Friday, July 21, 2006

Dollar safe haven? I don't think so!!

Yes ! the dollar has gained some strength on the back of more risk aversion.
Yes ! interest rate arbitrage continues to be a big determinant in which currency will underlie investments.
My view is that there is more downside than upside risk for the dollar. This is because of:
  • The growth-inflation trade-off issue that is bothering Bernanke, with sources of inflation being partly exogenous. The US gasoline market is hugely exposed to oil price movements, which openly and directly exposes US consumers to [almost] the full effect of changes in oil prices.
  • Core inflation will continue to be under upward pressure from rising imported goods prices.
  • As the Fed struggles with the inflation-fighting mandate, the economy has long shifted from the goldilocks position into possible stagflation.

and possibly most importantly:

  • Anything that is going to be a challenge for America is bearish for the dollar. What are the current challenges: 1) the ever worsening Iraq situation, 2) American-Iranian relations, 3)American-Russian relations, 4) American-North Korean relations and 5) The effect and subsequent costs (in money terms) of taking Isreal's side in the current 'situation' between Israel and Lebanon.

Over the medium to long-term, challenges such as those posed above will weigh down on the dollar's image as a safe haven currency. They will have a net negative effect and that will translate into poor confidence in the country.

Over the immediate term, some may cite that moneys from oil and commodity producing countries are being loaned to America in exchange for bonds. However, all that will achieve is another bond market bubble, with an inverted yield curve (because the long end is falling, relative to the short end).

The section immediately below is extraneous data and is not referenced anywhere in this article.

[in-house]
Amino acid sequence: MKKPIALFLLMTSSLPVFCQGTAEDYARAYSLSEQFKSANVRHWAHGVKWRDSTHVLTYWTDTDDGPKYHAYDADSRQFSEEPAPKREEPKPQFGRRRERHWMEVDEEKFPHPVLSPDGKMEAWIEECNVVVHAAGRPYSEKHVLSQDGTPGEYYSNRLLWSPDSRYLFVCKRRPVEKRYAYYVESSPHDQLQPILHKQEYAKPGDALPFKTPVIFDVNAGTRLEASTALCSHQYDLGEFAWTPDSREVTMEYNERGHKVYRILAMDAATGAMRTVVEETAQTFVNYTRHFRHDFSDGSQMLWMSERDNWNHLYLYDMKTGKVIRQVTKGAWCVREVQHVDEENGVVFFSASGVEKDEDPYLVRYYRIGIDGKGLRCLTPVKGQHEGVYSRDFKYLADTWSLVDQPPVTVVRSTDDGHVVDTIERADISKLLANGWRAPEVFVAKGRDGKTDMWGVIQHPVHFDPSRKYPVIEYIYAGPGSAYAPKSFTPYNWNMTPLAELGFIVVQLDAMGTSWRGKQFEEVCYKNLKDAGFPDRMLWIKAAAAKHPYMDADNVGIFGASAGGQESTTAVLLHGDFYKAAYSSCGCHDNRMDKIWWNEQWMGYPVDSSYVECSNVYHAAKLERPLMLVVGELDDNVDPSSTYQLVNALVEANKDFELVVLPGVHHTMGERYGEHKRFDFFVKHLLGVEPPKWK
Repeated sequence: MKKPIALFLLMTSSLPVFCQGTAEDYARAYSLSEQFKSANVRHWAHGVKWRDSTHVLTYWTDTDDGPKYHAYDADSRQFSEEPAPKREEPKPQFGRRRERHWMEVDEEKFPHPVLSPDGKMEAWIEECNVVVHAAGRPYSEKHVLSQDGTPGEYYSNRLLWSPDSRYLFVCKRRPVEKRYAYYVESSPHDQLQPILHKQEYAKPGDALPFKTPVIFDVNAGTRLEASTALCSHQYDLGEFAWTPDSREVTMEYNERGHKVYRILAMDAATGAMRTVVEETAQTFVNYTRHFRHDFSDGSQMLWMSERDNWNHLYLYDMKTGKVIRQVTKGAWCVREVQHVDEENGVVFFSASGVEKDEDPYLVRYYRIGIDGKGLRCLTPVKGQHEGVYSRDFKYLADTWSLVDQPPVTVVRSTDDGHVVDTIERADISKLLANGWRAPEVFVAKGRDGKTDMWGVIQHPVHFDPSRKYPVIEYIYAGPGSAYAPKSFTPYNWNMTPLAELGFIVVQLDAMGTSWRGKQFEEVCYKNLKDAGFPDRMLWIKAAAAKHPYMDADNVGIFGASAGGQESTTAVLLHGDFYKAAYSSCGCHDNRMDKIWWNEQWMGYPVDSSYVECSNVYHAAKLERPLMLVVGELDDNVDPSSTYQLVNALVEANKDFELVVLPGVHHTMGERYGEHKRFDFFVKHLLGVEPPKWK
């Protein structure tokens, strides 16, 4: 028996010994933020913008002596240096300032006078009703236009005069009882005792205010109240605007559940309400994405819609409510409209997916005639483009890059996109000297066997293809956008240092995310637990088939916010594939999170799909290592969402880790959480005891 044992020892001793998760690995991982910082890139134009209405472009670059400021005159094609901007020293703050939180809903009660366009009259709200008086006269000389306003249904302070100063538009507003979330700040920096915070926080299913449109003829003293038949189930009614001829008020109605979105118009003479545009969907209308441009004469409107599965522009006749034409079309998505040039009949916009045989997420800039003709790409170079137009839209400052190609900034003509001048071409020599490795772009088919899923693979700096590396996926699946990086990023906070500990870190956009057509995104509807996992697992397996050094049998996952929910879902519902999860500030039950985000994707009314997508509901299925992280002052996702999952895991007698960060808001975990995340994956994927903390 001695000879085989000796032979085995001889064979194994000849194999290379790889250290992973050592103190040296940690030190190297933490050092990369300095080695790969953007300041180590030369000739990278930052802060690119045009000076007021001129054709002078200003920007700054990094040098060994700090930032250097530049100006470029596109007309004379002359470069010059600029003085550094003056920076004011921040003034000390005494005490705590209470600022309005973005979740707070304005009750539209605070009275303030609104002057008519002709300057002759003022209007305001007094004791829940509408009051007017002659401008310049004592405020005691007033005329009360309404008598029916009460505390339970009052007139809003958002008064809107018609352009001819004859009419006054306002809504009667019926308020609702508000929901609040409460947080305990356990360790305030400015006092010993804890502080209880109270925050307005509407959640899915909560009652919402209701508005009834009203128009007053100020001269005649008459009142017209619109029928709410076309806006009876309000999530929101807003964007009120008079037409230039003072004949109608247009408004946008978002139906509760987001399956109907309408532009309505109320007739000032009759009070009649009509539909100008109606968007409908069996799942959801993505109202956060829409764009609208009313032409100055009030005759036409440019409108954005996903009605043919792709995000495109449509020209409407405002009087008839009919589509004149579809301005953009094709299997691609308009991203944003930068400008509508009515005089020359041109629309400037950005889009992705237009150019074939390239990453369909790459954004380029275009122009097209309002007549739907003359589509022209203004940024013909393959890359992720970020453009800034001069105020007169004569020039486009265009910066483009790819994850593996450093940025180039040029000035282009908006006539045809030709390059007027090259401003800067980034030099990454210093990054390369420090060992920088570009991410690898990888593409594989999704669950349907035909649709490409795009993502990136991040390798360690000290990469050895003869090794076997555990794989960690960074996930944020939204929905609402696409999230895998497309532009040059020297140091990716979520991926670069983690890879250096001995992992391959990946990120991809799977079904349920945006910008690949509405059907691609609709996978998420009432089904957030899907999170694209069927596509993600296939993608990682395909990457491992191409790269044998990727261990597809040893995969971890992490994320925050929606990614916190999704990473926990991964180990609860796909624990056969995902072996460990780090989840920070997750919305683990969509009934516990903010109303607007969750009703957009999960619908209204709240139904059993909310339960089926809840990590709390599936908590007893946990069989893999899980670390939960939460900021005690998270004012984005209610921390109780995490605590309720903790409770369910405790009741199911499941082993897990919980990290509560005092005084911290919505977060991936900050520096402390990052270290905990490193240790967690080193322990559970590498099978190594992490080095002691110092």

Does the above constitute a good investment strategy? I think not.

Let me point some focus on two things :
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1. Between the end of 2002 and June 2006, a long real/short dollar carry, and a long lira/short dollar carry strategy would have yielded between 26%-30% average annual returns (sharpe ratio approx 1.95), outperforming most (if not all) major FX trading strategies.
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2. Due to the flight of investor capital away from emerging markets, assets within these locales are relatively cheap, with even more potential for big gains upfront.

Emerging markets are now sources of cheap assets, relative to the period before the recent resumption of risk aversion. At some stage (very soon) investors will begin to purchase these assets and hold for the band wagon effect, at which stage they'll have made big returns and may be slightly indifferent about closing their positions or continuing to hold the assets. Why will they be indifferent? Because a simple cross-over trading rule can be implemented to limit losses.

Soon, money will rush back into emerging markets. Watch and see!

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